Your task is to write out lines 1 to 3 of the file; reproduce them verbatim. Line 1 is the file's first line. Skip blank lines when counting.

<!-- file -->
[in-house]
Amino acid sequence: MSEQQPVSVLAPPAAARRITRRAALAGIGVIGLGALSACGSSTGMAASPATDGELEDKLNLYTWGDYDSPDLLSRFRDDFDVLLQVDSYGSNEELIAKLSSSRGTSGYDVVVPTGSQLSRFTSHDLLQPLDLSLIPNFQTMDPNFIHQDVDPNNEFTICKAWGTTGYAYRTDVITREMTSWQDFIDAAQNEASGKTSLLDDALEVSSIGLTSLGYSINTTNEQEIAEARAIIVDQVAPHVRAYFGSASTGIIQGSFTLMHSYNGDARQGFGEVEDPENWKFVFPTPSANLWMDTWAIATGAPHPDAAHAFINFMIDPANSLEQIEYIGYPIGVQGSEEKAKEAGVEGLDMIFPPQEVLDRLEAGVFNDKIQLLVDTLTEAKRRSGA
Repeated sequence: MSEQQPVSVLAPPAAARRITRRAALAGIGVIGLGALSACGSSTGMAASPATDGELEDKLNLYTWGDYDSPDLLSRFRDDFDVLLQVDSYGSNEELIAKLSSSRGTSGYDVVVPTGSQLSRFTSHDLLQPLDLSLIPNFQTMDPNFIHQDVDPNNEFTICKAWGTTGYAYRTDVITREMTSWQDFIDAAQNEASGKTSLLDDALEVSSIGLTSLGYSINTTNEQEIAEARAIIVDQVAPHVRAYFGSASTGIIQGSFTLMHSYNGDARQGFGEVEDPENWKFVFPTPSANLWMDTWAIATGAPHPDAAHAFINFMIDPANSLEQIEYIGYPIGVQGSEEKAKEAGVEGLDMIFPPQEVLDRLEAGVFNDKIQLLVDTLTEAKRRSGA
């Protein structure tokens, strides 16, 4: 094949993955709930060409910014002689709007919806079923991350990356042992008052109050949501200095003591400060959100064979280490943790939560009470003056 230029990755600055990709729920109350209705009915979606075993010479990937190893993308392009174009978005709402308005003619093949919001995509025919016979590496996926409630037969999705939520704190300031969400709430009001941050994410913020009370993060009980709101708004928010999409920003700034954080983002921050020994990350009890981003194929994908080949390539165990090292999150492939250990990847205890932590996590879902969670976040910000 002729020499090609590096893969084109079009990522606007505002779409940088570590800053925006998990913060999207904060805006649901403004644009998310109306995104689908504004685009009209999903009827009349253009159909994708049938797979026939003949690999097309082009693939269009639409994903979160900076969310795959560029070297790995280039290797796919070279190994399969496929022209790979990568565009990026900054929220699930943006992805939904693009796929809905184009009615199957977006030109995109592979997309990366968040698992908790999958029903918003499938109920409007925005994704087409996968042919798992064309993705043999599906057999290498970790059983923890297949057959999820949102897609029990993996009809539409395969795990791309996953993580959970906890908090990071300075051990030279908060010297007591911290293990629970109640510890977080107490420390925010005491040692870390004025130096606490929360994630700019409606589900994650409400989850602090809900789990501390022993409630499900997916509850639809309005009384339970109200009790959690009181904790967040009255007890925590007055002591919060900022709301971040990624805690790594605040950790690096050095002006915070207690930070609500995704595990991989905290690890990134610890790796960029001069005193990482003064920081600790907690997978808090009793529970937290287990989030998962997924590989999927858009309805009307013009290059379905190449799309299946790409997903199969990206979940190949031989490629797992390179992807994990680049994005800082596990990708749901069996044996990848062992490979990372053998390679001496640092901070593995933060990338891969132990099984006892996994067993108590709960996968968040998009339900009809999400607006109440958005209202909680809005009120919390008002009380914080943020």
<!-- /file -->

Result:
[in-house]
Amino acid sequence: MSEQQPVSVLAPPAAARRITRRAALAGIGVIGLGALSACGSSTGMAASPATDGELEDKLNLYTWGDYDSPDLLSRFRDDFDVLLQVDSYGSNEELIAKLSSSRGTSGYDVVVPTGSQLSRFTSHDLLQPLDLSLIPNFQTMDPNFIHQDVDPNNEFTICKAWGTTGYAYRTDVITREMTSWQDFIDAAQNEASGKTSLLDDALEVSSIGLTSLGYSINTTNEQEIAEARAIIVDQVAPHVRAYFGSASTGIIQGSFTLMHSYNGDARQGFGEVEDPENWKFVFPTPSANLWMDTWAIATGAPHPDAAHAFINFMIDPANSLEQIEYIGYPIGVQGSEEKAKEAGVEGLDMIFPPQEVLDRLEAGVFNDKIQLLVDTLTEAKRRSGA
Repeated sequence: MSEQQPVSVLAPPAAARRITRRAALAGIGVIGLGALSACGSSTGMAASPATDGELEDKLNLYTWGDYDSPDLLSRFRDDFDVLLQVDSYGSNEELIAKLSSSRGTSGYDVVVPTGSQLSRFTSHDLLQPLDLSLIPNFQTMDPNFIHQDVDPNNEFTICKAWGTTGYAYRTDVITREMTSWQDFIDAAQNEASGKTSLLDDALEVSSIGLTSLGYSINTTNEQEIAEARAIIVDQVAPHVRAYFGSASTGIIQGSFTLMHSYNGDARQGFGEVEDPENWKFVFPTPSANLWMDTWAIATGAPHPDAAHAFINFMIDPANSLEQIEYIGYPIGVQGSEEKAKEAGVEGLDMIFPPQEVLDRLEAGVFNDKIQLLVDTLTEAKRRSGA